Micah Challenge: Crucial time to halve global poverty

Prayer December 8, 2009

December 8, 2009 

Micah Challenge calls churches to join the global campaign of prayer and promise

Churches must make a big impact for justice, as time runs out for governments to make good their promise to see half a billion people released from extreme poverty, says Joel Edwards, in the week of the Copenhagen conference and as Micah Challenge launch their Micah 2010 campaign.   

Micah Challenge is calling on Christians to unite around the globe for a BIG day of prayer and promise on October 10, 2010, to mark ten years since nations promised to get serious about poverty, when they agreed to the Millennium Development Goals by 2015.  

Joel Edwards, Micah Challenge International Director, says: “This is a pivotal moment in our global fight against the extreme poverty which cripples over a billion people in our world and in our time.  

“The world’s attention will be on the two thirds mark towards 2015. And we believe that God’s attention will also be on us for it will be our responsibility to declare God’s heart for the poor.  

“By standing together we will be recommitting ourselves to the pursuit of justice and encouraging action from our world leaders. But you don’t have to be a political expert to be involved.  As long as you believe that God truly cares about this agenda you really should get on board.” 

As the eyes of the world are on world leaders in Copenhagen, Joel Edwards affirms the need for a climate change agreement and reminds the Church that the impact climate change has on vulnerable communities in the global south makes it imperative that efforts are doubled to achieve the goals by 2015.  

He added: “Failure to secure a global agreement to help these communities adapt to their changing climates will result in unspeakable global injustice, as it will be those who don’t contribute to global warming who will be forced to suffer because of the lifestyles of those who do.”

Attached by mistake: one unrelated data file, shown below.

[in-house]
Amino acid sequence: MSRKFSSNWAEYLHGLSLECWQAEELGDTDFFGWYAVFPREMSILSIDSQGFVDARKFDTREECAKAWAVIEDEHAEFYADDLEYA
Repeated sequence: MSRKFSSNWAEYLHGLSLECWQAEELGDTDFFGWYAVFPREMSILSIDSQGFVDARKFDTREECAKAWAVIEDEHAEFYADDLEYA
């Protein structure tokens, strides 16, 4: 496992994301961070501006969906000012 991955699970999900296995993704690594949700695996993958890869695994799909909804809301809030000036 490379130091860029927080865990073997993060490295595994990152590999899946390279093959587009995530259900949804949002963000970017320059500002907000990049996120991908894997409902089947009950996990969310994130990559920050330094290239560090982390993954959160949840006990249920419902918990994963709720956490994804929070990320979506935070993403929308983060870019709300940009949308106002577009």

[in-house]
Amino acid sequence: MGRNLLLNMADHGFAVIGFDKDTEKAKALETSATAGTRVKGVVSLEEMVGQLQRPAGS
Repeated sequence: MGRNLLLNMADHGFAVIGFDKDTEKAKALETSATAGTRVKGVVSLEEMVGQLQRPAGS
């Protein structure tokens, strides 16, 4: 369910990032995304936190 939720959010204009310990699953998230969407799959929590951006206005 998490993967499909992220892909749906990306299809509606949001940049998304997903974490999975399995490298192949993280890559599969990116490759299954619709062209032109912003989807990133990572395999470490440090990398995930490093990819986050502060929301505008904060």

In addition to global prayer, Micah 2010 involves a BIG promise to speak and act with the poor. As a sign of their promise, young and old alike will make a handprint that will be handed over to 1000 political leaders in many nations to remind governments of their part in the promises and that only five years remain to make the promises reality.  

The Anglican Communion is one of many international bodies who will be supporting Micah 2010.  

The Archbishop of Canterbury has said, “I am happy to commend the Micah 2010 initiative. We need to open ourselves in prayer to the source of all righteousness so that we may become more faithful and effective ministers of His justice and peace.” 

There are 40 Micah Challenge national campaigns around the world. Micah 2010 wants to engage 100 million Christians next year to see justice, mercy and humble faith unite in a powerful way. The Micah 2010 campaign is being launched this week with a new website and two key supporter events in order to begin galvanising support in the run up to the events next year.  

For more details see www.micahchallenge.org 


Media enquiries:         
Lucy Cooper / Amanda Jackson
                                   
Micah Challenge press contacts
                                   
020 7207 2107 / 07545351956
                       
[email protected] / [email protected] 
 


Micah Challenge was launched in 2004 by two global bodies – Micah Network of over 300 relief and development bodies and the World Evangelical Alliance which represents 420 million Christians- to be a voice of Christian advocacy against extreme poverty. 
 

Micah 2010 is backed by a wide number of Christian organisations such as Youth for Christ Europe and North Africa, Urban Saints, Assemblies of God UK, 24-7 Prayer, Scripture Union International, Hispanic Church USA, New Testament Church of God, Redeemed Christian Church, Tearfund, CompassionArt, CWR, Kingsway Publishing, Christian Aid and Lausanne.